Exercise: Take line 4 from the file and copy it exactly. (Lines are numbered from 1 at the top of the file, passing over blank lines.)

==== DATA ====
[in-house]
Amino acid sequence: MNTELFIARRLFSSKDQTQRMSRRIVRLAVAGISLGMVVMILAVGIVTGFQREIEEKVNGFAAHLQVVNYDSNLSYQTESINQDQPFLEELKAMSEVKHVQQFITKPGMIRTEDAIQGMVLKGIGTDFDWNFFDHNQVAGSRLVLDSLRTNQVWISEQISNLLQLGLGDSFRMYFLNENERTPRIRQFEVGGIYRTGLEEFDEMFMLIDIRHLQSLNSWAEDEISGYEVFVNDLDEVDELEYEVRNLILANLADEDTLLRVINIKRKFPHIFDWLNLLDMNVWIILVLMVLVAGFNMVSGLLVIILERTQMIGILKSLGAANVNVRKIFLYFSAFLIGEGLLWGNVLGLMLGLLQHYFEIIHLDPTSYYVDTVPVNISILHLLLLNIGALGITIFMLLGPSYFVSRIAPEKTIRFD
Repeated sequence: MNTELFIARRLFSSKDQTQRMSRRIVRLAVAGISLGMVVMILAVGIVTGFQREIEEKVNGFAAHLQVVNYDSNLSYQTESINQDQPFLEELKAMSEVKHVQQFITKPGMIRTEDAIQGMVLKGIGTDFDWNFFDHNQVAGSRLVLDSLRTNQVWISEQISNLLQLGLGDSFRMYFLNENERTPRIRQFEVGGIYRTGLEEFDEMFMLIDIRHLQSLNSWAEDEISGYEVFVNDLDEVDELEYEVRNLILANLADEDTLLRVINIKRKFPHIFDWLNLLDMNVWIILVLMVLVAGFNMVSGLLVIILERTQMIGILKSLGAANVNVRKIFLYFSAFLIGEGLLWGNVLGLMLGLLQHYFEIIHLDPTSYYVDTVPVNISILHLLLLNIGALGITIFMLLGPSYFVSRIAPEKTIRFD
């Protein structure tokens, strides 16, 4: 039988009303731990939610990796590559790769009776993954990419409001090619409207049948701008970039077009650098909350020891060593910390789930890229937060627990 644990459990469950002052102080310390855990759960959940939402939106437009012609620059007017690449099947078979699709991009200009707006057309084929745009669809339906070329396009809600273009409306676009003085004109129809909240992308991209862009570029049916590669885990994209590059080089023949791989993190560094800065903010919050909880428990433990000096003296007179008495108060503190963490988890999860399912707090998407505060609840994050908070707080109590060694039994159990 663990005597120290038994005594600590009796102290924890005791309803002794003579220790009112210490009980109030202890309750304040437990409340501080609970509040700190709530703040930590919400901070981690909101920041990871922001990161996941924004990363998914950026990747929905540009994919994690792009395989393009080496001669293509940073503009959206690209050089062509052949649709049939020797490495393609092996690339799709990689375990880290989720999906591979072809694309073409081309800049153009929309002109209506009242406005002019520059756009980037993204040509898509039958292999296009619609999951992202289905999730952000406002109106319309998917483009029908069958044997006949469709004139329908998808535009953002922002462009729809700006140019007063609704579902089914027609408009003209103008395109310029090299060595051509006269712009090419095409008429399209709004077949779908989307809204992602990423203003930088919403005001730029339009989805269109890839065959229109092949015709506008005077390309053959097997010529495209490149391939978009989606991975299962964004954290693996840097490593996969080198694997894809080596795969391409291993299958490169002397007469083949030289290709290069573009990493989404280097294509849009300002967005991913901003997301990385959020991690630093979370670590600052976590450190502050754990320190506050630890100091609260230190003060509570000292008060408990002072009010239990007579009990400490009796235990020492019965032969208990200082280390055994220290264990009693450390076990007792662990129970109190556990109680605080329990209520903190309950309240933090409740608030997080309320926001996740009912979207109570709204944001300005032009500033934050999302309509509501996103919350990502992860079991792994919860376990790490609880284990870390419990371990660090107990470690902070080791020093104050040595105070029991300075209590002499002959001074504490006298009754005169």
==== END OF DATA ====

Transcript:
């Protein structure tokens, strides 16, 4: 039988009303731990939610990796590559790769009776993954990419409001090619409207049948701008970039077009650098909350020891060593910390789930890229937060627990 644990459990469950002052102080310390855990759960959940939402939106437009012609620059007017690449099947078979699709991009200009707006057309084929745009669809339906070329396009809600273009409306676009003085004109129809909240992308991209862009570029049916590669885990994209590059080089023949791989993190560094800065903010919050909880428990433990000096003296007179008495108060503190963490988890999860399912707090998407505060609840994050908070707080109590060694039994159990 663990005597120290038994005594600590009796102290924890005791309803002794003579220790009112210490009980109030202890309750304040437990409340501080609970509040700190709530703040930590919400901070981690909101920041990871922001990161996941924004990363998914950026990747929905540009994919994690792009395989393009080496001669293509940073503009959206690209050089062509052949649709049939020797490495393609092996690339799709990689375990880290989720999906591979072809694309073409081309800049153009929309002109209506009242406005002019520059756009980037993204040509898509039958292999296009619609999951992202289905999730952000406002109106319309998917483009029908069958044997006949469709004139329908998808535009953002922002462009729809700006140019007063609704579902089914027609408009003209103008395109310029090299060595051509006269712009090419095409008429399209709004077949779908989307809204992602990423203003930088919403005001730029339009989805269109890839065959229109092949015709506008005077390309053959097997010529495209490149391939978009989606991975299962964004954290693996840097490593996969080198694997894809080596795969391409291993299958490169002397007469083949030289290709290069573009990493989404280097294509849009300002967005991913901003997301990385959020991690630093979370670590600052976590450190502050754990320190506050630890100091609260230190003060509570000292008060408990002072009010239990007579009990400490009796235990020492019965032969208990200082280390055994220290264990009693450390076990007792662990129970109190556990109680605080329990209520903190309950309240933090409740608030997080309320926001996740009912979207109570709204944001300005032009500033934050999302309509509501996103919350990502992860079991792994919860376990790490609880284990870390419990371990660090107990470690902070080791020093104050040595105070029991300075209590002499002959001074504490006298009754005169």